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Posted June 30, 2021

Become More Efficient at Writing TSQL by Creating Code Snippets

By Gregory A. Larsen

A TSQL code snippet is a set of code that performs a task that can easily be placed in your TSQL code using SQL Server Management Studio (SSMS). Snippets are a great way to jump start creating a fragment of TSQL code for common types tasks, like creating a table, a stored procedure, a trigger, an index, and more. In this tip I will show you how to create and register a new snippet with SSMS.

To create a new snippet, you first have to create a file that contains your snippet code. Code snippets are defined using XML, and are saved with a file extension of “snippet”. SQL Server comes with some pre-canned snippet of XML code that is stored in the following root folder structure on my PC in the following location: C:\Program Files (x86)\Microsoft SQL Server Management Studio 18\Common7\IDE\SQL\Snippets\1033\. Depending on your installation of SSMS it might be in the same or a slightly different location. Underneath this folder there are series of other folders, where each folder represents a different type of SQL Server object. For example the “Create Table” snippet is stored in the C:\Program Files (x86)\Microsoft SQL Server Management Studio 18\Common7\IDE\SQL\Snippets\1033\Table file folder.

To show you how to create a new snippet, I will be creating a new snippet named “Create Table In-Memory”. My new snippet can be used to quickly insert a CREATE TABLE statement into a TSQL script, that has the syntax necessary to create a table that resides in memory. Let’s get started in creating my new snippet.

The first step to creating this new template will be to create my snippet file, which will be called “Create Table In-Memory”. I can store my snippet anywhere, even in the root folder identified above. My snippet code looks like this:

<?xml version="1.0" encoding="utf-8" ?>

<CodeSnippets xmlns="http://schemas.microsoft.com/VisualStudio/2005/CodeSnippet">

<_locDefinition xmlns="urn:locstudio">

    <_locDefault _loc="locNone" />

    <_locTag _loc="locData">Title</_locTag>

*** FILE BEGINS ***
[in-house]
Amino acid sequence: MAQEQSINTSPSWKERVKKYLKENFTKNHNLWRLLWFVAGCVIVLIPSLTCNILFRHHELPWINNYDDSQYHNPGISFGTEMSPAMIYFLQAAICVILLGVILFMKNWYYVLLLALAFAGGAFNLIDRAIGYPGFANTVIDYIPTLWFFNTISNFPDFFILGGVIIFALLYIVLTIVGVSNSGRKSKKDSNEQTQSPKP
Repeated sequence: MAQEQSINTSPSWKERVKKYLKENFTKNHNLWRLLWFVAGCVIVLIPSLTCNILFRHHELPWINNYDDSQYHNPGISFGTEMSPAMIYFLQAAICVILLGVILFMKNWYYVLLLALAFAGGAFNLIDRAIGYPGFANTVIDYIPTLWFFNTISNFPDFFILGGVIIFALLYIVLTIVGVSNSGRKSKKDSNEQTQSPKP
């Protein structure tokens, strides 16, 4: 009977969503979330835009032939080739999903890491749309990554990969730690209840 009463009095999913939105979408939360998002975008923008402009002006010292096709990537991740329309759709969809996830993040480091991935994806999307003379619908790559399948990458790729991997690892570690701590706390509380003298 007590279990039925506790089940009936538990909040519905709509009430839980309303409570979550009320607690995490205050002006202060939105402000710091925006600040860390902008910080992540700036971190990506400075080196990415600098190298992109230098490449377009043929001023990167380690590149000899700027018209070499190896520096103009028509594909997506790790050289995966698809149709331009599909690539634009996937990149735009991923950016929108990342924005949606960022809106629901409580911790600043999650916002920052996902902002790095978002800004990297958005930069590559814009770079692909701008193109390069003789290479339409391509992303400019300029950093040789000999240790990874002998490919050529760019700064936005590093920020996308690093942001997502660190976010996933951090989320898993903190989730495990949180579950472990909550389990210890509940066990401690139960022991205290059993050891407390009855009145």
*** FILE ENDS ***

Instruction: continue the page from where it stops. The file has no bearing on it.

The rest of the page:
<_locTag _loc="locData">Description</_locTag>

    <_locTag _loc="locData">Author</_locTag>

    <_locTag _loc="locData">ToolTip</_locTag>


<CodeSnippet Format="1.0.0">


<Title>Create Table In Memory</Title>


<Description>Creates a table In Memory.</Description>

<Author>Gregory A. Larsen</Author>









<ToolTip>Name of the schema</ToolTip>





<ToolTip>Name of the table</ToolTip>





<ToolTip>Name of the column</ToolTip>





<ToolTip>Data type of the column for Primary Key</ToolTip>





<ToolTip>Name of the column</ToolTip>





<ToolTip>Data type of the column</ToolTip>

<Default>int NULL</Default>



<Code Language="SQL">

<![CDATA[CREATE TABLE $SchemaName$.$Tablename$


    $column1$ $datatype1$,

    $column2$ $datatype2$











To add my new snippet, I use the “Code Snippets Manager” which can be started using the Tools option as shown below, or by using the Ctrl+K, Ctrl+B shortcut.


Writing code snippets starts with the code snippets manager window.

After launching the Code Snippet Manager tool, the following screen is displayed: 

Code Snippets manager window.

To add my new “Create Table In-Memory” schema I will click on the “Import” button.  Upon doing that SSMS allows me to browse to the folder that contains my new snippet and there I select my “Create Table In-Memory” file.   After doing that the following “Insert Code Snippet” window will be displayed:  

The final window needed for SQL snippets.

The final step to create my new “Create Table In-Memory” snippet is to click on the “Finish” button. It’s that easy. 

Once I have finished importing my new snippet, I can start using the Code Snippet Manager to insert my new create table in-memory snippet into a query window.  Having a snippet for those fragments of code you write frequently can improve the speed and accuracy in of writing TSQL code.  As you are building your TSQL code you might want to consider creating snippets for those code fragments you write over and over again.


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